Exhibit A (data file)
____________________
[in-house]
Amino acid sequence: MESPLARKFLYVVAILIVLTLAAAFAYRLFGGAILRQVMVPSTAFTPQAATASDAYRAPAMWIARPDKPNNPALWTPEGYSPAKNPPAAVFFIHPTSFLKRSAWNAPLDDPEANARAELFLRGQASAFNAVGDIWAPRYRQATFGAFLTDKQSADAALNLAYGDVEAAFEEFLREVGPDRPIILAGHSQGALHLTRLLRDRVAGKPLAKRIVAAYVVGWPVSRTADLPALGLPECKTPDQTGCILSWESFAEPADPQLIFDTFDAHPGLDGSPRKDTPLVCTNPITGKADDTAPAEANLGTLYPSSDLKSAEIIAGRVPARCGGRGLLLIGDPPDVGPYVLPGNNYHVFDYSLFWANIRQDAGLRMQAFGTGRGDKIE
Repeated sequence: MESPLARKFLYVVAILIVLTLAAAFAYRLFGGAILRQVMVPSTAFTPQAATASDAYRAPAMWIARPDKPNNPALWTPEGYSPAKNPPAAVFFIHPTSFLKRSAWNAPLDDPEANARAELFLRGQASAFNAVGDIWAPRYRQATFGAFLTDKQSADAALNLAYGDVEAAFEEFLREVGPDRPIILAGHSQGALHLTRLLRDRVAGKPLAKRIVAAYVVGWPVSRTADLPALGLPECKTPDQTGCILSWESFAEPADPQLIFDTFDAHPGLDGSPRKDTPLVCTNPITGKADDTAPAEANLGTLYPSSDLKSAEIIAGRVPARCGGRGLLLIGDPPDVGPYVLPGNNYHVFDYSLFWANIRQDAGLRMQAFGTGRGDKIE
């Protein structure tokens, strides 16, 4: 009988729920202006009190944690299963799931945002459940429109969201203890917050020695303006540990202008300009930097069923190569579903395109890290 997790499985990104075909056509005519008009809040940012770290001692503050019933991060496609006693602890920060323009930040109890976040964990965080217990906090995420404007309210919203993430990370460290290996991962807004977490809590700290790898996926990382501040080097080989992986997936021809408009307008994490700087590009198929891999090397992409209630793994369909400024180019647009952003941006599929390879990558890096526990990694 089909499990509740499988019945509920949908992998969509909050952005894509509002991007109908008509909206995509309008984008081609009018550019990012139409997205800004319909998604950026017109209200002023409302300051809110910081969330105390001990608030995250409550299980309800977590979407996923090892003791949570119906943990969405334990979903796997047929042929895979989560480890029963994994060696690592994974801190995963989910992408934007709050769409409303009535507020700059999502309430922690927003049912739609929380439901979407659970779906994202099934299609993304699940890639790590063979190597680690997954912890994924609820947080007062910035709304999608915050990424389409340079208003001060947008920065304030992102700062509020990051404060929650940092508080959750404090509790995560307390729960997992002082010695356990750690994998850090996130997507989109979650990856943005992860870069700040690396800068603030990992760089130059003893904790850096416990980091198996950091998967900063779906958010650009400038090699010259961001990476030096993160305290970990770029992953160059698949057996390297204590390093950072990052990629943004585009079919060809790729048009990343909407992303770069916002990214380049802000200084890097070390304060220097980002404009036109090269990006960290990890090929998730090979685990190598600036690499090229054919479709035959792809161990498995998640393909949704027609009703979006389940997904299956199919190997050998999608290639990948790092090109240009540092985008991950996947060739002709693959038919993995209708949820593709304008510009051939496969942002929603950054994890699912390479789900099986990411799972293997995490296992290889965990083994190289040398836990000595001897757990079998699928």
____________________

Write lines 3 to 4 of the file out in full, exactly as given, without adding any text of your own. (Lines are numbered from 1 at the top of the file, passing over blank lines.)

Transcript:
Repeated sequence: MESPLARKFLYVVAILIVLTLAAAFAYRLFGGAILRQVMVPSTAFTPQAATASDAYRAPAMWIARPDKPNNPALWTPEGYSPAKNPPAAVFFIHPTSFLKRSAWNAPLDDPEANARAELFLRGQASAFNAVGDIWAPRYRQATFGAFLTDKQSADAALNLAYGDVEAAFEEFLREVGPDRPIILAGHSQGALHLTRLLRDRVAGKPLAKRIVAAYVVGWPVSRTADLPALGLPECKTPDQTGCILSWESFAEPADPQLIFDTFDAHPGLDGSPRKDTPLVCTNPITGKADDTAPAEANLGTLYPSSDLKSAEIIAGRVPARCGGRGLLLIGDPPDVGPYVLPGNNYHVFDYSLFWANIRQDAGLRMQAFGTGRGDKIE
């Protein structure tokens, strides 16, 4: 009988729920202006009190944690299963799931945002459940429109969201203890917050020695303006540990202008300009930097069923190569579903395109890290 997790499985990104075909056509005519008009809040940012770290001692503050019933991060496609006693602890920060323009930040109890976040964990965080217990906090995420404007309210919203993430990370460290290996991962807004977490809590700290790898996926990382501040080097080989992986997936021809408009307008994490700087590009198929891999090397992409209630793994369909400024180019647009952003941006599929390879990558890096526990990694 089909499990509740499988019945509920949908992998969509909050952005894509509002991007109908008509909206995509309008984008081609009018550019990012139409997205800004319909998604950026017109209200002023409302300051809110910081969330105390001990608030995250409550299980309800977590979407996923090892003791949570119906943990969405334990979903796997047929042929895979989560480890029963994994060696690592994974801190995963989910992408934007709050769409409303009535507020700059999502309430922690927003049912739609929380439901979407659970779906994202099934299609993304699940890639790590063979190597680690997954912890994924609820947080007062910035709304999608915050990424389409340079208003001060947008920065304030992102700062509020990051404060929650940092508080959750404090509790995560307390729960997992002082010695356990750690994998850090996130997507989109979650990856943005992860870069700040690396800068603030990992760089130059003893904790850096416990980091198996950091998967900063779906958010650009400038090699010259961001990476030096993160305290970990770029992953160059698949057996390297204590390093950072990052990629943004585009079919060809790729048009990343909407992303770069916002990214380049802000200084890097070390304060220097980002404009036109090269990006960290990890090929998730090979685990190598600036690499090229054919479709035959792809161990498995998640393909949704027609009703979006389940997904299956199919190997050998999608290639990948790092090109240009540092985008991950996947060739002709693959038919993995209708949820593709304008510009051939496969942002929603950054994890699912390479789900099986990411799972293997995490296992290889965990083994190289040398836990000595001897757990079998699928």